Show simple item record

dc.contributor.advisorHostetter, Autumn B., 1980-
dc.contributor.advisorGerde, Hope K.
dc.contributor.authorCallahan, Mackenzie
dc.descriptionv, 26 p.en_US
dc.description.abstractChildren who have the opportunity to write at an early age tend to have higher literacy scores in elementary school. Grounded in a theoretical framework for early writing that included three components: procedural, conceptual, and generative knowledge, this study used an innovative writing composition task to examine children’s (N = 142) development of skills reflecting each component across time. Children between ages three and six years were able to compose when presented with a task. The task created for this study was a series of four images of a mother penguin and a baby penguin, each with a text bubble. The researchers presented these to the child and then asked the child to say what they thought should go in the bubble, and then to fill in the text bubble accordingly. Researchers then compared the child’s verbal responses to their written responses. The majority used drawing and scribbling, or letters and letter-like shapes in order to create their narrative. Children also improved in their composing abilities from fall to spring. These findings suggest that composition at a young age is possible. Given the focus of elementary writing standards on composing, children should be given opportunities to use composing skills in pre-kindergarten classrooms in order to be better prepared for elementary school.en_US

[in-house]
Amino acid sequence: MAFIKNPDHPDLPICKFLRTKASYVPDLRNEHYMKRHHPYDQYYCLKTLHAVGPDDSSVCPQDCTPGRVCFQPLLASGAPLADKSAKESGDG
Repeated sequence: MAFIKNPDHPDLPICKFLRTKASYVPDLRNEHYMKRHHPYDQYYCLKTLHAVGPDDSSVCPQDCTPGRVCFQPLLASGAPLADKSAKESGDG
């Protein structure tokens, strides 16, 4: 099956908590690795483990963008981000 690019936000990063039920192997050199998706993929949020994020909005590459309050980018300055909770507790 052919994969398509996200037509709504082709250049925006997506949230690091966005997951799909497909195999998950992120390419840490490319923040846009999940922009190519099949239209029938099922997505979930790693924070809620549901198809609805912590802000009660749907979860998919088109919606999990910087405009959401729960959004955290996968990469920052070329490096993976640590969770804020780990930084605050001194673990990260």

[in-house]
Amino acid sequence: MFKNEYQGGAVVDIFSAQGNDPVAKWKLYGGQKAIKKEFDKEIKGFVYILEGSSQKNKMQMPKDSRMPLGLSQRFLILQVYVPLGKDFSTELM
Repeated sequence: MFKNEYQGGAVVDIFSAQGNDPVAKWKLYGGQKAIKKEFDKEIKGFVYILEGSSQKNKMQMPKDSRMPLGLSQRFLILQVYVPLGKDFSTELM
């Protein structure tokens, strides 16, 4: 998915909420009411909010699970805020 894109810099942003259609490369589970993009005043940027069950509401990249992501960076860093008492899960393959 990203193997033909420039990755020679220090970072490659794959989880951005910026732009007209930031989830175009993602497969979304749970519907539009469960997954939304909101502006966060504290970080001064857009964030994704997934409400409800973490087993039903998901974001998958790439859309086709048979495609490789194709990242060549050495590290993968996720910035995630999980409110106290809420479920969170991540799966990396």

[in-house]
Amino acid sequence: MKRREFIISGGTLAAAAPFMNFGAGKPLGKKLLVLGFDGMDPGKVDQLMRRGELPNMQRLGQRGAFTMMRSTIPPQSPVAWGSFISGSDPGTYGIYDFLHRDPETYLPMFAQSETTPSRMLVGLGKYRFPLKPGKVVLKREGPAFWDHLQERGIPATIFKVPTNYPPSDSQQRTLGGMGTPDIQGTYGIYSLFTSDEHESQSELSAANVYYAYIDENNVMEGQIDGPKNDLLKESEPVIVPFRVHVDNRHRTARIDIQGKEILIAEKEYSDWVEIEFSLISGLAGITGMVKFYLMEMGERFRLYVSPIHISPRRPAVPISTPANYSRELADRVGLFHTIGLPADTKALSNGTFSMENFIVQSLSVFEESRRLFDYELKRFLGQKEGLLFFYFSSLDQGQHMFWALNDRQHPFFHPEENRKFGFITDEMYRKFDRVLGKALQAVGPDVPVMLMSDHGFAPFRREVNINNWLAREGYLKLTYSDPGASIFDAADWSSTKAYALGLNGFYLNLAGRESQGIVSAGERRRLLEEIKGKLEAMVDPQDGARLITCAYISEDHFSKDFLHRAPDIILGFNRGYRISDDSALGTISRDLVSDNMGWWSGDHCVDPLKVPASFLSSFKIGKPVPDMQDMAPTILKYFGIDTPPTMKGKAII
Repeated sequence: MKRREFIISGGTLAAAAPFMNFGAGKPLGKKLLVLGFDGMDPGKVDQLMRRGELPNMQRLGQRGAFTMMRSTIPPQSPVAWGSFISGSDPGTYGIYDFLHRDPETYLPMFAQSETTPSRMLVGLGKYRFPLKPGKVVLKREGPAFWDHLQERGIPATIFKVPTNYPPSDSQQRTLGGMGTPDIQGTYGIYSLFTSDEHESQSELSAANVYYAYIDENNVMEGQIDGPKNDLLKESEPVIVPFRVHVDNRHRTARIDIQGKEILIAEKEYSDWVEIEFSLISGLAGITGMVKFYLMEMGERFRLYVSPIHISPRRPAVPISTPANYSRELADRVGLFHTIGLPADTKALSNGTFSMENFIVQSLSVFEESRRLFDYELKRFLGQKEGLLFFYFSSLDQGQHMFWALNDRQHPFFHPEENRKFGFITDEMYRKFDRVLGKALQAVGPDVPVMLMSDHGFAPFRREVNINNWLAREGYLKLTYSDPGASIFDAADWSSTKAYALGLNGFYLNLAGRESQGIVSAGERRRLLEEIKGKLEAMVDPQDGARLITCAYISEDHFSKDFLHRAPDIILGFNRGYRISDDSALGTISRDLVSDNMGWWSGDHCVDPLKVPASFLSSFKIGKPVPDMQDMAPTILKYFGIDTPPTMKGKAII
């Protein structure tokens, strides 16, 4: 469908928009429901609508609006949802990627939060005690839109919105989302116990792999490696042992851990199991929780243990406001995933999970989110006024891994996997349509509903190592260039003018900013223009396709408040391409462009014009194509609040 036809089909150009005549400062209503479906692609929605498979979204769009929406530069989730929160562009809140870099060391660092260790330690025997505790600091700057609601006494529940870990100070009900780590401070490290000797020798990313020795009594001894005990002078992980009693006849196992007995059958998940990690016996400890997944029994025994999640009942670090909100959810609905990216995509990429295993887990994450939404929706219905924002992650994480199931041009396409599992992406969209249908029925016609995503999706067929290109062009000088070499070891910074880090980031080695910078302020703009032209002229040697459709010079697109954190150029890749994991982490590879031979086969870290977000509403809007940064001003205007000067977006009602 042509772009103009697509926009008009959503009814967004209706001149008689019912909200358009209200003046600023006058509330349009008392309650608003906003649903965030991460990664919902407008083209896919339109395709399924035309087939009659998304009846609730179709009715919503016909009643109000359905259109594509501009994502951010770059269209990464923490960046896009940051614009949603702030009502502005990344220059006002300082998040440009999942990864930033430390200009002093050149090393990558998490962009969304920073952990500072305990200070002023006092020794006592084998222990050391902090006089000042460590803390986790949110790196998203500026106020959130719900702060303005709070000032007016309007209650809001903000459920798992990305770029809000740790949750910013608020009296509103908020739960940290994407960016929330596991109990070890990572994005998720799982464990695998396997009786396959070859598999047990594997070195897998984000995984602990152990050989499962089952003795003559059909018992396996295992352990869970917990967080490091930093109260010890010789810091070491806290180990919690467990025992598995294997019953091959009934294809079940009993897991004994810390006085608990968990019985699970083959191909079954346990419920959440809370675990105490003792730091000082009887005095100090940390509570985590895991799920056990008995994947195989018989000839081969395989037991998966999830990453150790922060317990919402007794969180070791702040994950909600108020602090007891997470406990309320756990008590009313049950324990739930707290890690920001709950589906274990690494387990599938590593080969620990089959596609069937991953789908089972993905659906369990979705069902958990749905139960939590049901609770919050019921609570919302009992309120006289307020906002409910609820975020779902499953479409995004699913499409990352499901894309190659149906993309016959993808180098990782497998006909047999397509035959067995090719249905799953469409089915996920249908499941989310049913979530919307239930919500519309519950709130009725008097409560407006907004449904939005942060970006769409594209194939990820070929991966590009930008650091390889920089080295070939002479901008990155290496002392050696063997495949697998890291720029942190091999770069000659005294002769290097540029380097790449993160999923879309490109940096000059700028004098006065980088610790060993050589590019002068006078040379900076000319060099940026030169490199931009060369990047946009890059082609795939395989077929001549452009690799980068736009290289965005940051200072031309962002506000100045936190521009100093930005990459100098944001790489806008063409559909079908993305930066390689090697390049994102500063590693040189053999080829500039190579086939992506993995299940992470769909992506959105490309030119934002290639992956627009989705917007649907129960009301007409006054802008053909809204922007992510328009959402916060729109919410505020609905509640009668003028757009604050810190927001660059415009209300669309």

dc.relation.ispartofKalamazoo College Psychology Senior Individualized Projects Collection
dc.rightsU.S. copyright laws protect this material. Commercial use or distribution of this material is not permitted without prior written permission of the copyright holder. All rights reserved.
dc.titleThe Early Writing Development of Young Children : Assessing Compositionen_US

Files in this item


This item appears in the following Collection(s)

  • Psychology Senior Individualized Projects [722]
    This collection includes Senior Individualized Projects (SIP's) completed in the Psychology Department. Abstracts are generally available to the public, but PDF files are available only to current Kalamazoo College students, faculty, and staff.

Show simple item record